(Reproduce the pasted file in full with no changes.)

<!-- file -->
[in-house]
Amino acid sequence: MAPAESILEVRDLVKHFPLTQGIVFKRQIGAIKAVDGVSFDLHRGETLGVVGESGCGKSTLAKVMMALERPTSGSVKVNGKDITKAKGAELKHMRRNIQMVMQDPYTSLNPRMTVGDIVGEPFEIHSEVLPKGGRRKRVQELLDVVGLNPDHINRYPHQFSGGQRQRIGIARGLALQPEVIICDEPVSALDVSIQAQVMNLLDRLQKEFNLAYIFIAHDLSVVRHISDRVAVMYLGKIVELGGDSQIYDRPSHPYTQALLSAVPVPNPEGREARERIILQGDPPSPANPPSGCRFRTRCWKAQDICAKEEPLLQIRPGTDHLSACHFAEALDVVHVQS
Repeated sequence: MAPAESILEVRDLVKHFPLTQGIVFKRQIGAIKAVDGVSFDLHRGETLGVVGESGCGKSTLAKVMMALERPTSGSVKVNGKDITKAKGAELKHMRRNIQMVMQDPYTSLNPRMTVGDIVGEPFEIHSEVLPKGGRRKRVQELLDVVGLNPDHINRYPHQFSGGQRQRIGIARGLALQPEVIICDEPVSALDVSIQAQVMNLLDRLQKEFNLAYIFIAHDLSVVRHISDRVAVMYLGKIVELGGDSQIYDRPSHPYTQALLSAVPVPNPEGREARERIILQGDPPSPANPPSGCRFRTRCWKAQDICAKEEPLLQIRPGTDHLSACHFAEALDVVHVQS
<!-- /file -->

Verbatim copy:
[in-house]
Amino acid sequence: MAPAESILEVRDLVKHFPLTQGIVFKRQIGAIKAVDGVSFDLHRGETLGVVGESGCGKSTLAKVMMALERPTSGSVKVNGKDITKAKGAELKHMRRNIQMVMQDPYTSLNPRMTVGDIVGEPFEIHSEVLPKGGRRKRVQELLDVVGLNPDHINRYPHQFSGGQRQRIGIARGLALQPEVIICDEPVSALDVSIQAQVMNLLDRLQKEFNLAYIFIAHDLSVVRHISDRVAVMYLGKIVELGGDSQIYDRPSHPYTQALLSAVPVPNPEGREARERIILQGDPPSPANPPSGCRFRTRCWKAQDICAKEEPLLQIRPGTDHLSACHFAEALDVVHVQS
Repeated sequence: MAPAESILEVRDLVKHFPLTQGIVFKRQIGAIKAVDGVSFDLHRGETLGVVGESGCGKSTLAKVMMALERPTSGSVKVNGKDITKAKGAELKHMRRNIQMVMQDPYTSLNPRMTVGDIVGEPFEIHSEVLPKGGRRKRVQELLDVVGLNPDHINRYPHQFSGGQRQRIGIARGLALQPEVIICDEPVSALDVSIQAQVMNLLDRLQKEFNLAYIFIAHDLSVVRHISDRVAVMYLGKIVELGGDSQIYDRPSHPYTQALLSAVPVPNPEGREARERIILQGDPPSPANPPSGCRFRTRCWKAQDICAKEEPLLQIRPGTDHLSACHFAEALDVVHVQS